Saturday, October 14, 2006

The difference between Democrats and Republicans on corruption.

After posting two consecutive stories on corrupt Republicans, I checked the news again and discovered this story, about William Jefferson, the Louisiana Democratic congressman who is being investigated by the FBI and who was found to have $90,000 in cash in his freezer:

Jefferson loses endorsement of Democratic Party.

BATON ROUGE, La. - An eight-term Democratic Louisiana congressman whose Capitol Hill office was raided earlier this year as part of a bribery investigation failed Saturday to win the endorsement of the state's Democratic Party.

Rep. William Jefferson was passed over by the party's State Central Committee in favor of state Rep. Karen Carter.


Of course House Minority Leader Nancy Pelosi had earlier this year tried to strip Jefferson of his committee assignments, sending a clear message that she won't put up with any of this. This stands her in sharp contrast to Dennis Hastert.

Further, Republicans in Texas had no problem with handing Tom DeLay victory in his primary (though it backfired on DeLay as he fumbled his resignation a month later and has all but handed the seat to Democrat Nick Lampson). Republicans in Ohio willingly renominated Bob Ney even though by the May primary he was already hip deep in corruption. The result looks like it may be another Democratic pick-up for Zack Space because of Ney's backing for his handpicked successor as GOP nominee. Republicans here in my district in Arizona willingly renominated my own ethically challenged Congressman, Rick Renzi. A poll out this week by majority watch shows Renzi four points behind Ellen Simon.

Contrast that to ethically challenged Democratic congressmen. The Democratic voters in Georgia fired Cynthia McKinney earlier this year, and now it looks like the Democratic party in Louisiana is getting ready to fire William Jefferson (In Louisiana they have an open primary; Carter and Jefferson are among a number of candidates who will appear on the ballot. If no one wins a majority, which seems likely, there will be a runoff in December between the top two. Carter will have the full support of the party organization both during the November election and the runoff.)

So the bottom line is this: Democrats are proving through the actions of our voters, our House leadership and our state parties that we don't tolerate corruption and we are willing to police ourselves. Would you rather have Democrats running things or count on Republicans who don't seem to be able to part with a corrupt congressman until literally the day when he is driven from office by the criminal justice system?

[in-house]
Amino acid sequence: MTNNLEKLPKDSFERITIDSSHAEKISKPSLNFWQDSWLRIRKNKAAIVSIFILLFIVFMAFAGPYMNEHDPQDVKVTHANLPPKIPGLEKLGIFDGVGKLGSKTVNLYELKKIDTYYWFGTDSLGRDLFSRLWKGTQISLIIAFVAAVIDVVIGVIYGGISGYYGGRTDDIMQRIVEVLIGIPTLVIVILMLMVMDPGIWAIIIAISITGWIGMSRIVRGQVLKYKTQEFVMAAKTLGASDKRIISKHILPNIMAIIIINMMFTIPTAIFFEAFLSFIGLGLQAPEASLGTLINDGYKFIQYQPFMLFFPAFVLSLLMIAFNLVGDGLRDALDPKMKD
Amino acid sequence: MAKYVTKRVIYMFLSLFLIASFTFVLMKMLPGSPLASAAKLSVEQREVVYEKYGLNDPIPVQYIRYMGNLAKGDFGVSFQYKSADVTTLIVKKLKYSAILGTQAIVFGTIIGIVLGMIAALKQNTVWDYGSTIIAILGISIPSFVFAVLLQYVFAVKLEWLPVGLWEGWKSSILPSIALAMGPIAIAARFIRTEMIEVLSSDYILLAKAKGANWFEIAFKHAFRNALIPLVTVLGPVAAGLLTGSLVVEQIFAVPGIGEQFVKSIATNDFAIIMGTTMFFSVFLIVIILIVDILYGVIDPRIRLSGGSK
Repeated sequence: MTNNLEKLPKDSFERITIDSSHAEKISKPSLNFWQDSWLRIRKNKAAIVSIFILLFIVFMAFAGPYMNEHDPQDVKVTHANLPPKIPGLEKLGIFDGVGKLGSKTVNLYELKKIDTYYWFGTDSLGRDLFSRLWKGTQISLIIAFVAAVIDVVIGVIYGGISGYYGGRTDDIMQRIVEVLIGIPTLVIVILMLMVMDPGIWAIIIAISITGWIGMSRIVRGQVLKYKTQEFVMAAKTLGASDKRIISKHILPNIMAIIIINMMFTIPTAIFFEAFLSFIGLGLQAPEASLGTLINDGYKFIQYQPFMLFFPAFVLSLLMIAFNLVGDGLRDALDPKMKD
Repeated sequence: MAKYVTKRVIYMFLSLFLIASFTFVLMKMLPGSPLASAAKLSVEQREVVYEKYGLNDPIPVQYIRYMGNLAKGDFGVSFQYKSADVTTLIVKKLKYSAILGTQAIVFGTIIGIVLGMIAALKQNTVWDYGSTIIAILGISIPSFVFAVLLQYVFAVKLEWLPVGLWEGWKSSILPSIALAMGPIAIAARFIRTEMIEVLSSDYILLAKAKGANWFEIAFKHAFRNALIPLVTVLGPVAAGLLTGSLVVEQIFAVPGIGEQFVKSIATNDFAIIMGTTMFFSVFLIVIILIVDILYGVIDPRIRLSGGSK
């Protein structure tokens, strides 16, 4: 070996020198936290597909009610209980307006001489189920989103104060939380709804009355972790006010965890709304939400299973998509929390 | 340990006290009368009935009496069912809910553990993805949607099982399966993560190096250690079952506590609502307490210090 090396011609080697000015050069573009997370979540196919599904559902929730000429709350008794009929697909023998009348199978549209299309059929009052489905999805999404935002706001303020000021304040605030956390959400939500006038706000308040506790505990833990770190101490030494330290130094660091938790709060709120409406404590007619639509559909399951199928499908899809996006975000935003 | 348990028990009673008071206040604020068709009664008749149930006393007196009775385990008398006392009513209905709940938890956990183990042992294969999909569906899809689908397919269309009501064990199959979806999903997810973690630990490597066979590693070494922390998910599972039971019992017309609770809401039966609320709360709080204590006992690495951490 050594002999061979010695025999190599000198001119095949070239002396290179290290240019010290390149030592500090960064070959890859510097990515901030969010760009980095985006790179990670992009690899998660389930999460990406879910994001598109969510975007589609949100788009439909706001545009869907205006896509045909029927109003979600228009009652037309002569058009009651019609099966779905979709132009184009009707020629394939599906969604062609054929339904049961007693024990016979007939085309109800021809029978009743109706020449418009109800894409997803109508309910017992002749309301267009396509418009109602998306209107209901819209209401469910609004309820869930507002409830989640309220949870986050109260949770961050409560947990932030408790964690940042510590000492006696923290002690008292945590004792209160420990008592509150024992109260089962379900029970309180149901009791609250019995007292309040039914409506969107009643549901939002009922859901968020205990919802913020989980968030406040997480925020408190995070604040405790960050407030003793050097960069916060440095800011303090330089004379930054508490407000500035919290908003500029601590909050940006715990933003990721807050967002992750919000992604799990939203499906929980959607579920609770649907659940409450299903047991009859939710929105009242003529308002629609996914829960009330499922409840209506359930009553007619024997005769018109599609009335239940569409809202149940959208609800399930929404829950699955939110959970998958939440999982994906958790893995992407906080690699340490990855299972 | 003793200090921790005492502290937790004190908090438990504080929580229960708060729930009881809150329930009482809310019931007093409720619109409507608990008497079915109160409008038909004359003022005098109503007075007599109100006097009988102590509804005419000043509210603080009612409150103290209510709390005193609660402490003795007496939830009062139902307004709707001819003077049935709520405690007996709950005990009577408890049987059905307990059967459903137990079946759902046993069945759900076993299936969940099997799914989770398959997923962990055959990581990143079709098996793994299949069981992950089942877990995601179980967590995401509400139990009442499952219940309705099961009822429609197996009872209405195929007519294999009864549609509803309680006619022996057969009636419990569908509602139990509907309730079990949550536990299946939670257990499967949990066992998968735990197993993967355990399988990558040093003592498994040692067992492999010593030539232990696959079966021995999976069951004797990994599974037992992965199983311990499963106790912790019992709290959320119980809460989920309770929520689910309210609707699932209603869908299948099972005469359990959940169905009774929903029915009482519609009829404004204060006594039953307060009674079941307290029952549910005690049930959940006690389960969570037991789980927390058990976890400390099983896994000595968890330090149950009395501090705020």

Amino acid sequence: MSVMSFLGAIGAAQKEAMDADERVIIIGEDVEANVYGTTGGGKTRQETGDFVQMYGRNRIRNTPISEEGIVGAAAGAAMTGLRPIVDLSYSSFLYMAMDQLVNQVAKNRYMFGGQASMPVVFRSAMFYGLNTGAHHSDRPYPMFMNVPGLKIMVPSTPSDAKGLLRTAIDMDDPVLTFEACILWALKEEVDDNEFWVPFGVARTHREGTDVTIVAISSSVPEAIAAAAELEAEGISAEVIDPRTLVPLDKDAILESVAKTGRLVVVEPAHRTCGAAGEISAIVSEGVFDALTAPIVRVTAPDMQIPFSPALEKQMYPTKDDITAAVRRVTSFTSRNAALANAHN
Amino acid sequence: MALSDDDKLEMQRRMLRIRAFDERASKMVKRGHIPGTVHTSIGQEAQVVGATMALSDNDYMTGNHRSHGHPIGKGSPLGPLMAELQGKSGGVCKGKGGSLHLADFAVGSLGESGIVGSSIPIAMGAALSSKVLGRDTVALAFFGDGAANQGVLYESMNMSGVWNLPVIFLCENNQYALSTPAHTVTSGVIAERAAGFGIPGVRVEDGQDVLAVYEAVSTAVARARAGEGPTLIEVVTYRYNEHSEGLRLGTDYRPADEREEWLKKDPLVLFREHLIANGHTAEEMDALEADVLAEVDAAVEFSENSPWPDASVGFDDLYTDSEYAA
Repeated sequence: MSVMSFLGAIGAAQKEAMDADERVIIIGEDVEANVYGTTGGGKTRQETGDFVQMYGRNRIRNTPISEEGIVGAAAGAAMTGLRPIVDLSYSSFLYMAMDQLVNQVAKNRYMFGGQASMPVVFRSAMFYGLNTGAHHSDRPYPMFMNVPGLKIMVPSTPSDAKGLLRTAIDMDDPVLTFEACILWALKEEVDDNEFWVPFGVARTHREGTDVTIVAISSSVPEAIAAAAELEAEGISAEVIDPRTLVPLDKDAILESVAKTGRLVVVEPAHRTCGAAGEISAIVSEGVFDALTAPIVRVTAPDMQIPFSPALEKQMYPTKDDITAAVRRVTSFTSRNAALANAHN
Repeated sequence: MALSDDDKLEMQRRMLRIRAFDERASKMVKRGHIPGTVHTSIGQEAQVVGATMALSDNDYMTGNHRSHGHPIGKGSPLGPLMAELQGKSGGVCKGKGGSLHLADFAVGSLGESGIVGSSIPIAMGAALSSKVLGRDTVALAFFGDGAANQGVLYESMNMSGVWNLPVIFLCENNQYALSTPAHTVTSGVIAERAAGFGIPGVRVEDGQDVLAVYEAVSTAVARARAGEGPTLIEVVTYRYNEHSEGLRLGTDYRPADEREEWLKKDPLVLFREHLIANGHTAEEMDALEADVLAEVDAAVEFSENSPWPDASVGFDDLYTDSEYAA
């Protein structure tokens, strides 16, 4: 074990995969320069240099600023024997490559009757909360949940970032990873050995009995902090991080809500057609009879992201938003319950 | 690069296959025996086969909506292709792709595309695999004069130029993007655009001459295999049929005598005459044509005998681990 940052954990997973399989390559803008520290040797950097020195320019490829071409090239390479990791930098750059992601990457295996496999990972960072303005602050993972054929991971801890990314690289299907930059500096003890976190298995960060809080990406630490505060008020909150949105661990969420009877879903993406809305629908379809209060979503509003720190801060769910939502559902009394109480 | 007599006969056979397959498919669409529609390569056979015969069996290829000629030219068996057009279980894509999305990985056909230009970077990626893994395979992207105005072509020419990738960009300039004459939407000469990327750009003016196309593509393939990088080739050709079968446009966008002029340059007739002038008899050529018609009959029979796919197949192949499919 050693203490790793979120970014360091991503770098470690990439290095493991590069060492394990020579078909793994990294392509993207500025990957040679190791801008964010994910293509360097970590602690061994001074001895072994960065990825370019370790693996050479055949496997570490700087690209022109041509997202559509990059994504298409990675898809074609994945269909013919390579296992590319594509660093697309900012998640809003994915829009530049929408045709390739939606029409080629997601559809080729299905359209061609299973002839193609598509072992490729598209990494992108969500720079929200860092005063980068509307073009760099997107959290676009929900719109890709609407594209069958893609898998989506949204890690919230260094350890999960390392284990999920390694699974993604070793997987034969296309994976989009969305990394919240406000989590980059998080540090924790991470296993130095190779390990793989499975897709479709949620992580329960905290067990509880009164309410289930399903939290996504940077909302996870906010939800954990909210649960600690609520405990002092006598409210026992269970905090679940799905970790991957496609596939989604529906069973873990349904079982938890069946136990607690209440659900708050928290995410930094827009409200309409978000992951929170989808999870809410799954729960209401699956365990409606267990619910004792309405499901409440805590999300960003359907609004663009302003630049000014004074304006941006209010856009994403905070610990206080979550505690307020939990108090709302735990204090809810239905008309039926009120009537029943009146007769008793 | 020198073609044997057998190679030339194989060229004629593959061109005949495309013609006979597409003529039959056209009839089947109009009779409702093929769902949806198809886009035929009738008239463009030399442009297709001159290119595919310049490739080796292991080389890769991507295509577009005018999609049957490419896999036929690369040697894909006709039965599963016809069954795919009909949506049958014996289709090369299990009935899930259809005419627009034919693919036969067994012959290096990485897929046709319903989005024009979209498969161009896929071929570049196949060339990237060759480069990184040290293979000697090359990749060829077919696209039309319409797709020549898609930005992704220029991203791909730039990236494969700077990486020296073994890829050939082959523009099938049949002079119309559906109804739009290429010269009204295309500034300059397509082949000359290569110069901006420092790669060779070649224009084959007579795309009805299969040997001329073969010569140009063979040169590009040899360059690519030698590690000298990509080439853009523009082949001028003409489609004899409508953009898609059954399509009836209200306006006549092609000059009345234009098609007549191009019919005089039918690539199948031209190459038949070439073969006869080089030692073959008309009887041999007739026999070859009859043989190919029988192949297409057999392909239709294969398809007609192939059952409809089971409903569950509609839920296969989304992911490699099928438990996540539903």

3 comments:

Chuck said...

Good posts and good points Eli.

That Simon Renzi race- like you said 4% at RT Strategies (I don't remember the MoE) and I think that's a huge improvement from last month. Wasn't it something like Simon behind nearly 10 points?

I looked and can't find where I saw them (I've been concentrating on the Senate races), but I remember two polls (both of which I believe ended on 10/13) showing either 5 or 6 points ahead for Simon, so this lead is looking solid. Again, I don't remember MoE, but you have to remember that even with that the candidate that's behind has to gain more ground unless its one heck of a fluke. With three I doubt it.

I just re-read this and it sounds confusing, but I'm tired. ;) You get what I mean anyway.

cpmaz said...

In a way, I feel sorry for Rep. Jefferson.

In a non-election year, or even in one that didn't have corruption as a major issue, the Dems (both in the House leadership and at home in Louisiana) might have let his issues shake out a little before dropping the hammer on him. They would have at least waited for an indictment.

But not this year.

While I don't think that Nancy Pelosi and the other Dem leaders knew about Foley beforehand, they knew *something* was going to happen before the election; it was inevitable that yet another Republican was going to get caught doing something and there was going to be a big stink.

Even bigger than the stink over Abramoff.

So they prepared. They knew that when the time came, they would have to hammer any of their own who stepped over the ethical line. They had to hold their own to the same standards that they're holding the Reps to.

And Rep. Jefferson had the bad luck to get caught in this environment.

BTW - Great post.

Later!

Eli Blake said...

cpmaz:

I think you are somewhat correct as far as Jefferson is concerned, but keep in mind that McKinney was voted out by the rank and file voters in the primary there. That was a 'bottom up' removal that the ordinary Democrats in her district carried out. That stands in sharp contrast to the Republican voters who renominated DeLay. And he did have a credible primary opponent. Renzi did not-- but then again, the local Republicans here are apparently satisfied enough with Rick that no one has filed to run against him in the primary.